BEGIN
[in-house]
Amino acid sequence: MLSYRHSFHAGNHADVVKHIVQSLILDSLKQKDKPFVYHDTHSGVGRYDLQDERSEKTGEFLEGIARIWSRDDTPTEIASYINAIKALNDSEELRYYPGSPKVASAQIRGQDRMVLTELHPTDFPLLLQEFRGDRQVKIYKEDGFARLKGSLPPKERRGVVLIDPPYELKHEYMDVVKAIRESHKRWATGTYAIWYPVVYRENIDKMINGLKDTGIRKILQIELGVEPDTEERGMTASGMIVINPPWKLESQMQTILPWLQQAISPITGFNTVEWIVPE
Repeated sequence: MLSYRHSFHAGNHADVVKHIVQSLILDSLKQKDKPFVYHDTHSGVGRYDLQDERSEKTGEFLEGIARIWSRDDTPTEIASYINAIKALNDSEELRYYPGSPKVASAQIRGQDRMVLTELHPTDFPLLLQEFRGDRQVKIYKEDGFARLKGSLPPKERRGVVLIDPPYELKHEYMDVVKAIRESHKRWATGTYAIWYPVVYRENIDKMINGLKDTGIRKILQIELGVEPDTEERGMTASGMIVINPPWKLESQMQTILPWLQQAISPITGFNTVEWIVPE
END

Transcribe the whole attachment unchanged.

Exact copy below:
[in-house]
Amino acid sequence: MLSYRHSFHAGNHADVVKHIVQSLILDSLKQKDKPFVYHDTHSGVGRYDLQDERSEKTGEFLEGIARIWSRDDTPTEIASYINAIKALNDSEELRYYPGSPKVASAQIRGQDRMVLTELHPTDFPLLLQEFRGDRQVKIYKEDGFARLKGSLPPKERRGVVLIDPPYELKHEYMDVVKAIRESHKRWATGTYAIWYPVVYRENIDKMINGLKDTGIRKILQIELGVEPDTEERGMTASGMIVINPPWKLESQMQTILPWLQQAISPITGFNTVEWIVPE
Repeated sequence: MLSYRHSFHAGNHADVVKHIVQSLILDSLKQKDKPFVYHDTHSGVGRYDLQDERSEKTGEFLEGIARIWSRDDTPTEIASYINAIKALNDSEELRYYPGSPKVASAQIRGQDRMVLTELHPTDFPLLLQEFRGDRQVKIYKEDGFARLKGSLPPKERRGVVLIDPPYELKHEYMDVVKAIRESHKRWATGTYAIWYPVVYRENIDKMINGLKDTGIRKILQIELGVEPDTEERGMTASGMIVINPPWKLESQMQTILPWLQQAISPITGFNTVEWIVPE